Elders and Technology: An Awkward Pairing

This morning I received an email with an attachment from my out-of-town brother-in-law (BIL) that was actually for my mother-in-law (MIL). 

So if it’s an email for MIL, you ask, why did BIL send it to you

Why you silly twit, I answer.  Because MIL is elderly of course.  She doesn’t know how to email.

MIL has a computer.  In fact she has three; two desktops she bought for herself and a laptop gifted from her son.  But none of them are presently hooked up because, even though she really wants to learn how to email, every time she’s tried so far she hit a wall.  She got overwhelmed and quit, turned off the service again, because computers and technology are just not coming easy for her.

As pretty much everyone knows by now, there’s a huge generational divide where technology is concerned.  My kids, on the one hand, use electronic devices like prosthetics.  They’re physically attached to their laptops, cellphones (with bluetooth, GPS, browsing, cameras, youtube, and wifi capability plus downloaded ringtones and extensive music libraries),  gaming systems, and complex entertainment systems with blue ray and live streaming (and accompanying battery of remotes.)  They communicate via texting, email, IM, Facebook, Twitter, et al, and…once every ten thousand years when the planets all align…they’ll even make a phone call.   They also both have dedicated closets for the graveyard of outdated devices they’ve abandoned over the years.

MIL also has a dedicated closet but she’s abandoned her devices for a completely different reason; she couldn’t figure out how to make them work.  She’s not unusual in this way.  My father and father-in-law (FIL) can’t use most modern technological devices either.  I also ran into this problem a lot when I was working with hospice.  Most of the elderly people I cared for not only couldn’t use a computer, they often struggled just to navigate a simple telephone voice mail system.  Sometimes, at their age, it was because hearing had become a problem.  But even those who could hear perfectly well seemed to have trouble.  They resented the fact that they couldn’t just talk to a person.

This morning it occurred to me that, where the new, modern world of technology and electronics are concerned, most of our elders are like first generation immigrants from the old world.  They come from a different set of customs, a slower pace, a different, simpler world view.  The new language is proving to be sophisticated and difficult for them, and they often get lost trying to navigate a landscape that can seem foreign and incomprehensible.

MIL (almost eighty) is from the old country so emailing, as part of the new language, has been hard for her to learn.  Still, I admire her tremendously because at least she wants to learn.  She tries.  She’s frustrated and overwhelmed by it all, but even so, she’s still tickled by the prospect of laptops, and camera phones, and digital picture frames, and thin, sexy, LCD TVs.  She takes risks and buys gadgets she doesn’t know how to use, hoping she’ll be able to figure them out and sometimes she even does.  Little by little, she really is making progress.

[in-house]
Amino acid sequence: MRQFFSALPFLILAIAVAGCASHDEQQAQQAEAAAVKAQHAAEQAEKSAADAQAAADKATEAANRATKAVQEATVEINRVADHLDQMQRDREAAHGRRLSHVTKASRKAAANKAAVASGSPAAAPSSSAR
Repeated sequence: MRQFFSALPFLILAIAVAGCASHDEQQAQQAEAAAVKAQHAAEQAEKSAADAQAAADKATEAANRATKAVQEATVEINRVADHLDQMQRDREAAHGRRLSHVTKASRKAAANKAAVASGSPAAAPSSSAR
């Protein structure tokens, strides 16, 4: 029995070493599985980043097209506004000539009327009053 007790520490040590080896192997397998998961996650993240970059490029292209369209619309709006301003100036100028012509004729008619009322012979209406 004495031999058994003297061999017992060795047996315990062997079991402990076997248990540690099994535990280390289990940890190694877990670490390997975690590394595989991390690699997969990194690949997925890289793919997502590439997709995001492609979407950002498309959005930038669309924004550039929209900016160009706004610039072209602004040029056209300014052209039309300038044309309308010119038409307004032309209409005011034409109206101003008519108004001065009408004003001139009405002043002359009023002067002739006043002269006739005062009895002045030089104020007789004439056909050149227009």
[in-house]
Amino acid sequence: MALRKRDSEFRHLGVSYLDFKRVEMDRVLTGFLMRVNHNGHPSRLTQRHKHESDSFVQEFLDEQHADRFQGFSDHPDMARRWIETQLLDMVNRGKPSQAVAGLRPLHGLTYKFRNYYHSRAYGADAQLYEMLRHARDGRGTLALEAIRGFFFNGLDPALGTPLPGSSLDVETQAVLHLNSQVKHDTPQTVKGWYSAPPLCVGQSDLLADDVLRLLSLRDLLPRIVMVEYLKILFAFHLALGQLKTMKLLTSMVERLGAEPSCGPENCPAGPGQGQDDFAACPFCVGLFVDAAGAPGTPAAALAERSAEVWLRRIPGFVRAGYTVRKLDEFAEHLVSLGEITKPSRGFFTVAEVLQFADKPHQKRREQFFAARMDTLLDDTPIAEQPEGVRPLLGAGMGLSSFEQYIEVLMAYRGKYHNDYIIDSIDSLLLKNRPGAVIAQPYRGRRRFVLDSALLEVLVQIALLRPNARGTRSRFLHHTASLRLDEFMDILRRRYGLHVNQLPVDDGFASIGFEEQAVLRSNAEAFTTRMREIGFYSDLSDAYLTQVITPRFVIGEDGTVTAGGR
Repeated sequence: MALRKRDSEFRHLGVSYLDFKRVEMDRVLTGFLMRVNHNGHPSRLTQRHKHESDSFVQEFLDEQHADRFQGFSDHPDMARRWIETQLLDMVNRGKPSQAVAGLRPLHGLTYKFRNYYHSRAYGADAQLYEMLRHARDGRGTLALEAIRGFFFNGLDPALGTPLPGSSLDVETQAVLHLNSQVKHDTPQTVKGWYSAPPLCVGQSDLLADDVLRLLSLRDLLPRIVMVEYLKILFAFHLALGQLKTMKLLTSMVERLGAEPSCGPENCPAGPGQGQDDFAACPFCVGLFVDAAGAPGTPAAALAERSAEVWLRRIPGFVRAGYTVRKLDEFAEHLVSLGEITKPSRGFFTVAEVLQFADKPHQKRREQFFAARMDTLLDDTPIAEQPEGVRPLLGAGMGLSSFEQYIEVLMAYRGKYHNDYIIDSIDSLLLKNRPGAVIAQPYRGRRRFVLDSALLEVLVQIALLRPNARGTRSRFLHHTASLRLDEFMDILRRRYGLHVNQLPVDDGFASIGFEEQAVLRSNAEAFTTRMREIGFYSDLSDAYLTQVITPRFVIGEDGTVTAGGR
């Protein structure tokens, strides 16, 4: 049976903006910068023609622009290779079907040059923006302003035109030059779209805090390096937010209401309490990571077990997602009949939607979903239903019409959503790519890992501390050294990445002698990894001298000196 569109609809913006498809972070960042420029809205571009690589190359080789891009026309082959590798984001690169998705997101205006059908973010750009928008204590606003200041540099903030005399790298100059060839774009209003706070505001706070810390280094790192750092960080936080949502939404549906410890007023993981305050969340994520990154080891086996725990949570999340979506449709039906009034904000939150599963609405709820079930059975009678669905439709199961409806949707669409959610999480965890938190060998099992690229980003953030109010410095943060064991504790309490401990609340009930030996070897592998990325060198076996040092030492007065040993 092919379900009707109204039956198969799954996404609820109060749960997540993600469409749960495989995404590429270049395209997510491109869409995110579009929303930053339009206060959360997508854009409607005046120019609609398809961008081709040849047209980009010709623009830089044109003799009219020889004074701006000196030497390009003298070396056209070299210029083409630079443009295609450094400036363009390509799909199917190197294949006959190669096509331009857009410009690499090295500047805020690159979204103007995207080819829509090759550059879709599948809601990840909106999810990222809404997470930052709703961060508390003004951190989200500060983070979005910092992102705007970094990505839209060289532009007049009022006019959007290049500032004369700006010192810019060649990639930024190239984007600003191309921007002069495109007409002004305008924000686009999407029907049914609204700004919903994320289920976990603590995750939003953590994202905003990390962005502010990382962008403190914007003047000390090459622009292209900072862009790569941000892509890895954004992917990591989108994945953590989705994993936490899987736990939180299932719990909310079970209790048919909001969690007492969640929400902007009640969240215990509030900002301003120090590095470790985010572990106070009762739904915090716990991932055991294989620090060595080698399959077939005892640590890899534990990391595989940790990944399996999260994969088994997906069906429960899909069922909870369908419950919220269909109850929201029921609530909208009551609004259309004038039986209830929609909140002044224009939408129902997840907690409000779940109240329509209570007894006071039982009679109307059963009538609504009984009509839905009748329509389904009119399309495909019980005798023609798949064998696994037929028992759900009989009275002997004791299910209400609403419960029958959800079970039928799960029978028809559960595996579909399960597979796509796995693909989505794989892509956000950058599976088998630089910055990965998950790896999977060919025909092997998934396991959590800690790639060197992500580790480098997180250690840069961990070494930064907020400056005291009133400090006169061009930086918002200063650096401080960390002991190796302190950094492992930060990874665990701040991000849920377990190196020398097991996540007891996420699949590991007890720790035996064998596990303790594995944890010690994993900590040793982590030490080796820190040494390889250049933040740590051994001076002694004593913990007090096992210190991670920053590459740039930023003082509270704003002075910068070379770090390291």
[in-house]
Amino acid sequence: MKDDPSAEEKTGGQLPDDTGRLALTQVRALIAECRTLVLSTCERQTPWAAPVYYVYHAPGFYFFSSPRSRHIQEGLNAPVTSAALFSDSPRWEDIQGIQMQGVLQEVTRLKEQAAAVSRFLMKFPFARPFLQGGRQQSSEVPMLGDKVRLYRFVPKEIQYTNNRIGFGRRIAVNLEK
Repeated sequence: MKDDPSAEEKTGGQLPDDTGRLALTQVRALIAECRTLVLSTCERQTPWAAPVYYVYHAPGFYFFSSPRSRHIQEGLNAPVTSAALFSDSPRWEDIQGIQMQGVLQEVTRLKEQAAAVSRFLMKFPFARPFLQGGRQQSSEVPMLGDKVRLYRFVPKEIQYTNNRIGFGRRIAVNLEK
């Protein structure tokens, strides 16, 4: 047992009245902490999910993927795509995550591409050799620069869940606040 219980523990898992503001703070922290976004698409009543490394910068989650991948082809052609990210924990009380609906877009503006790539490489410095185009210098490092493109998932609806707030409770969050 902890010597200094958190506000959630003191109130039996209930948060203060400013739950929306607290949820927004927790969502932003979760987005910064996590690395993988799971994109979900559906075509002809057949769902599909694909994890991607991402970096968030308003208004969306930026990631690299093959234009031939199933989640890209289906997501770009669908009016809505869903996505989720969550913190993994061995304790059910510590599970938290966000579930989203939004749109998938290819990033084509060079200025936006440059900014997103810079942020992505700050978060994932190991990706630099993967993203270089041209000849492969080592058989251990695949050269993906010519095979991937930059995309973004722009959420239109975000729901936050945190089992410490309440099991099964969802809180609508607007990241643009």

So BIL and I, and all of her children, continue to try and be patient and supportive.  We’re the second, bridge generation, straddling the divide between our parents’ world and that of our children.  Hopefully, in helping our elders, we’ll be able to sort out and harvest the best of their world, then preserve it, adapt it, and pass it down to our kids to be folded into the new one.

That’s what I’m hoping for anyway, because I think an evolving world with deep roots is the strongest, most nourishing kind.

The Favorite, by Georgios Iakovidis (1890)

(Image from Wikipedia)

copyright 2011 Dia Osborn

5 responses

  1. Very sweet, Dia! Sometimes I think our elderly are way better off not having to deal with technology. They share in different and, often, more meaningful ways.

    • There really are some beautiful perspectives and ways of doing things from the pre-techy world that are not only worth preserving, I think they’re critical for our long term health. I certainly don’t envy the older generation for having to deal with changes as massive as those in the last three decades, that’s for sure! But isn’t there always a “best of” and “worst of” about anything? There were some really great things about a low-tech world, but it wasn’t all golden by any means. (i.e. think of medical options alone. Most of our elderly are pretty glad to have the new possibilities.) And same for the world we have now. You and I couldn’t even be having this conversation back when!
      Personally, I wouldn’t want to have to choose between ages. I want the best of both, which is why I love listening to the older generation and absorbing as much as I can of their stories before we lose them.

  2. I love the metaphor of digital immigrants! How true. And we, being the bridge generation.

    It is true, a drawer full of old, handwritten letters is a precious and often vital resource to the past. I wonder how much digital history and personal mediation will be lost to future generations. BUT, I could no longer function without a word processor at the very least. No one would be able to read my hand-written meditations…I can’t even read my grocery lists!

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